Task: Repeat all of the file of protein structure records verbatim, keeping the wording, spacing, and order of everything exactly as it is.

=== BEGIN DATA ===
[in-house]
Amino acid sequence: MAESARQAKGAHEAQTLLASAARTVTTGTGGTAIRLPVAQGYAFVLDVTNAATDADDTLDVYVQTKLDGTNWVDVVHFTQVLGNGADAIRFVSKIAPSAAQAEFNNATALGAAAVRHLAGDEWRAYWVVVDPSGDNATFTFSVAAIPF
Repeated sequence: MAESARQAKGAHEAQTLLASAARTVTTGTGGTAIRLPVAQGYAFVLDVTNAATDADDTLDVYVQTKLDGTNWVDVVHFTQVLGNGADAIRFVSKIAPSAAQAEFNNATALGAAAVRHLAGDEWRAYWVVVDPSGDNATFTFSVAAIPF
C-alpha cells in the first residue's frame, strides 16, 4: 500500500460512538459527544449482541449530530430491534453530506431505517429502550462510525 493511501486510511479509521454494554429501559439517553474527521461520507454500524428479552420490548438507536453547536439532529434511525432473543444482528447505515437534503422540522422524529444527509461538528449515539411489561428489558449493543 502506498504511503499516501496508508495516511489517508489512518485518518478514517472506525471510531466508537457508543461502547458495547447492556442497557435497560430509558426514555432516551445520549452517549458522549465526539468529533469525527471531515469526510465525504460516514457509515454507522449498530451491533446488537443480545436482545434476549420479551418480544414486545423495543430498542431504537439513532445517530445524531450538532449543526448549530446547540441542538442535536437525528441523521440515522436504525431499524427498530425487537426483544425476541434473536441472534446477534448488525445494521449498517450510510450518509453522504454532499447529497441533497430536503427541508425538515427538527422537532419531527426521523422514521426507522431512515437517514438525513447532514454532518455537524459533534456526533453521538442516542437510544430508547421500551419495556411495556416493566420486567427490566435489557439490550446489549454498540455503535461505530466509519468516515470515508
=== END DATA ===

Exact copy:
[in-house]
Amino acid sequence: MAESARQAKGAHEAQTLLASAARTVTTGTGGTAIRLPVAQGYAFVLDVTNAATDADDTLDVYVQTKLDGTNWVDVVHFTQVLGNGADAIRFVSKIAPSAAQAEFNNATALGAAAVRHLAGDEWRAYWVVVDPSGDNATFTFSVAAIPF
Repeated sequence: MAESARQAKGAHEAQTLLASAARTVTTGTGGTAIRLPVAQGYAFVLDVTNAATDADDTLDVYVQTKLDGTNWVDVVHFTQVLGNGADAIRFVSKIAPSAAQAEFNNATALGAAAVRHLAGDEWRAYWVVVDPSGDNATFTFSVAAIPF
C-alpha cells in the first residue's frame, strides 16, 4: 500500500460512538459527544449482541449530530430491534453530506431505517429502550462510525 493511501486510511479509521454494554429501559439517553474527521461520507454500524428479552420490548438507536453547536439532529434511525432473543444482528447505515437534503422540522422524529444527509461538528449515539411489561428489558449493543 502506498504511503499516501496508508495516511489517508489512518485518518478514517472506525471510531466508537457508543461502547458495547447492556442497557435497560430509558426514555432516551445520549452517549458522549465526539468529533469525527471531515469526510465525504460516514457509515454507522449498530451491533446488537443480545436482545434476549420479551418480544414486545423495543430498542431504537439513532445517530445524531450538532449543526448549530446547540441542538442535536437525528441523521440515522436504525431499524427498530425487537426483544425476541434473536441472534446477534448488525445494521449498517450510510450518509453522504454532499447529497441533497430536503427541508425538515427538527422537532419531527426521523422514521426507522431512515437517514438525513447532514454532518455537524459533534456526533453521538442516542437510544430508547421500551419495556411495556416493566420486567427490566435489557439490550446489549454498540455503535461505530466509519468516515470515508